Edited by Lunatique - 4/15/13 at 7:37pm
post #2 of 18

Thanks for the tip!

Are you actually using it? How does it compare to other DSP engines, for example Foobar's, in terms of usability, functionality and most importantly - sound quality?

post #3 of 18
Thread Starter 
Quote:
Originally Posted by PleasantSounds View Post

Thanks for the tip!

Are you actually using it? How does it compare to other DSP engines, for example Foobar's, in terms of usability, functionality and most importantly - sound quality?

The sound is fine, but I don't use any of the processing that would destroy the sound. The EQ section is all I use, and I haven't noticed anything weird about it. I wouldn't use it for anything that's mission critical--I only use it for web videos/audio and casual TV shows. For more serious stuff, I would use J River Media Center and more intuitive VST EQ plugins.

 

What I don't like about Hear's EQ, is how unintuitive the curves mode for the EQ is--it's nothing like a standard parametric EQ (since it's more like a visual translation of a graphic EQ), and I would much prefer a straightforward parametric EQ with proper controls for all the various parameters like frequency, gain, bandwidth/Q, shelf/peak, unlimited bands, etc.

post #4 of 18
It says it doesn't work for USB or FireWire devices - does this mean it won't work for USB DACs?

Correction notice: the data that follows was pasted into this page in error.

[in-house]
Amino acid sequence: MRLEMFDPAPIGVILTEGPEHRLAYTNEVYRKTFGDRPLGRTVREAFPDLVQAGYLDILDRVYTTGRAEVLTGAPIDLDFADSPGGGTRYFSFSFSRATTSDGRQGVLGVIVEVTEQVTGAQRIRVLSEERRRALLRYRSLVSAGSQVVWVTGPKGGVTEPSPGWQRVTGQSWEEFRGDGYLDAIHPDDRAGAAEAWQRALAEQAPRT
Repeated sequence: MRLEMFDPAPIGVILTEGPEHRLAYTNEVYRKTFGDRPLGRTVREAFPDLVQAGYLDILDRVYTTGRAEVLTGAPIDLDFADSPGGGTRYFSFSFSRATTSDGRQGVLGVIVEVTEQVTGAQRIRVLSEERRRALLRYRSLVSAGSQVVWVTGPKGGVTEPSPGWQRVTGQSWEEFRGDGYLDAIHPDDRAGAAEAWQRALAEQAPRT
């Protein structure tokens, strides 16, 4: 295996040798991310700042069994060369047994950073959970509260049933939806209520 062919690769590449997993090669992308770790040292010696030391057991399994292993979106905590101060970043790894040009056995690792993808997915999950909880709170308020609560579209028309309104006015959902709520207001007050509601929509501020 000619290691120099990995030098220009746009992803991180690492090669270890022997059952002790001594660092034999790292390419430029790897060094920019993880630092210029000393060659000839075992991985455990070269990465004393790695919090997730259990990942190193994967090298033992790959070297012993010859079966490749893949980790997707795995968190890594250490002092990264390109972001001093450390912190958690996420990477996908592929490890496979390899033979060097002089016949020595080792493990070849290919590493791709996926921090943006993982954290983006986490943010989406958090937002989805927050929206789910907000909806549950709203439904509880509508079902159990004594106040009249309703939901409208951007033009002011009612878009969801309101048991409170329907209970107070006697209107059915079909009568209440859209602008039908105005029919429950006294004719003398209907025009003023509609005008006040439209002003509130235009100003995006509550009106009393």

post #5 of 18

Wow...I tried it and couldn't find ANY processing that didn't totally destroy the sound quality.

post #6 of 18
Thread Starter 
Quote:
Originally Posted by disastermouse View Post

Wow...I tried it and couldn't find ANY processing that didn't totally destroy the sound quality.

 

Like I said, I only use it for casual stuff like watching web videos or playing media files outside of J River Media Center. It's basically like a general correction for room mode problems with my speakers, or broad corrections for headphones. It's not going to match the quality of the pro audio plugins I use, but at least it's far better than nothing--I won't have to watch youtube videos with annoying room mode problems anymore.

 

For critical listening, I use VST plugins. I use IK Multimedia's ARC System 2 for room/monitor correction, parametric EQ's for headphone correction, and Tonebooster Isone/Redline Monitor for quality crossfeed/HRTF.

post #7 of 18

Wow great find! :o Wonder if it would possibly even work when using WASAPI with foobar2000. VST EQs do...

post #8 of 18
Quote:
Originally Posted by RPGWiZaRD View Post